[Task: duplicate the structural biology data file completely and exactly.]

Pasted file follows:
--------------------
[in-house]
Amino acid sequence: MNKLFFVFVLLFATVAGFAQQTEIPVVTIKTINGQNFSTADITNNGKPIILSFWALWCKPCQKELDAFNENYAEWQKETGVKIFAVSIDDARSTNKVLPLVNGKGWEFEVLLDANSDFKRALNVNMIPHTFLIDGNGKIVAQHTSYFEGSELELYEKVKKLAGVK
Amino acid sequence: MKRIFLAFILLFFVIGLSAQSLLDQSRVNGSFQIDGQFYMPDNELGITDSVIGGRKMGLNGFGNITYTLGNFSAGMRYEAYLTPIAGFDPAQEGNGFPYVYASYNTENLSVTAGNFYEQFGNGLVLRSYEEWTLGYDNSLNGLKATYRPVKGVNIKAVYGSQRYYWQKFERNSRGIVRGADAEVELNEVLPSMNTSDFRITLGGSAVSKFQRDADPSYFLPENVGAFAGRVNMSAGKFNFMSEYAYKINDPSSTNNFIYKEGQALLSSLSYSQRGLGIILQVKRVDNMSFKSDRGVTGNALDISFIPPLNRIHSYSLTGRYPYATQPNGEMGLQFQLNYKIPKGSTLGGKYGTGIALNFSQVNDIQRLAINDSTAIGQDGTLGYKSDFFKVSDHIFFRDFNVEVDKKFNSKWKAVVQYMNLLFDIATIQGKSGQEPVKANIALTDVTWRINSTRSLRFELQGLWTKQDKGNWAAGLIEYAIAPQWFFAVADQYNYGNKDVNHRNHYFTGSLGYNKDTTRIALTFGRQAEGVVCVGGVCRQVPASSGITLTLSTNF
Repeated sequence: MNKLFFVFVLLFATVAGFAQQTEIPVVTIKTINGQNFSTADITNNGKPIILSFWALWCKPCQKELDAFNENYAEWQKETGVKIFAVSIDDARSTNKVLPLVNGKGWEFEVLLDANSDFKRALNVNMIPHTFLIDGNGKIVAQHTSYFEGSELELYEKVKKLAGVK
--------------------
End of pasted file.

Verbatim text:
[in-house]
Amino acid sequence: MNKLFFVFVLLFATVAGFAQQTEIPVVTIKTINGQNFSTADITNNGKPIILSFWALWCKPCQKELDAFNENYAEWQKETGVKIFAVSIDDARSTNKVLPLVNGKGWEFEVLLDANSDFKRALNVNMIPHTFLIDGNGKIVAQHTSYFEGSELELYEKVKKLAGVK
Amino acid sequence: MKRIFLAFILLFFVIGLSAQSLLDQSRVNGSFQIDGQFYMPDNELGITDSVIGGRKMGLNGFGNITYTLGNFSAGMRYEAYLTPIAGFDPAQEGNGFPYVYASYNTENLSVTAGNFYEQFGNGLVLRSYEEWTLGYDNSLNGLKATYRPVKGVNIKAVYGSQRYYWQKFERNSRGIVRGADAEVELNEVLPSMNTSDFRITLGGSAVSKFQRDADPSYFLPENVGAFAGRVNMSAGKFNFMSEYAYKINDPSSTNNFIYKEGQALLSSLSYSQRGLGIILQVKRVDNMSFKSDRGVTGNALDISFIPPLNRIHSYSLTGRYPYATQPNGEMGLQFQLNYKIPKGSTLGGKYGTGIALNFSQVNDIQRLAINDSTAIGQDGTLGYKSDFFKVSDHIFFRDFNVEVDKKFNSKWKAVVQYMNLLFDIATIQGKSGQEPVKANIALTDVTWRINSTRSLRFELQGLWTKQDKGNWAAGLIEYAIAPQWFFAVADQYNYGNKDVNHRNHYFTGSLGYNKDTTRIALTFGRQAEGVVCVGGVCRQVPASSGITLTLSTNF
Repeated sequence: MNKLFFVFVLLFATVAGFAQQTEIPVVTIKTINGQNFSTADITNNGKPIILSFWALWCKPCQKELDAFNENYAEWQKETGVKIFAVSIDDARSTNKVLPLVNGKGWEFEVLLDANSDFKRALNVNMIPHTFLIDGNGKIVAQHTSYFEGSELELYEKVKKLAGVK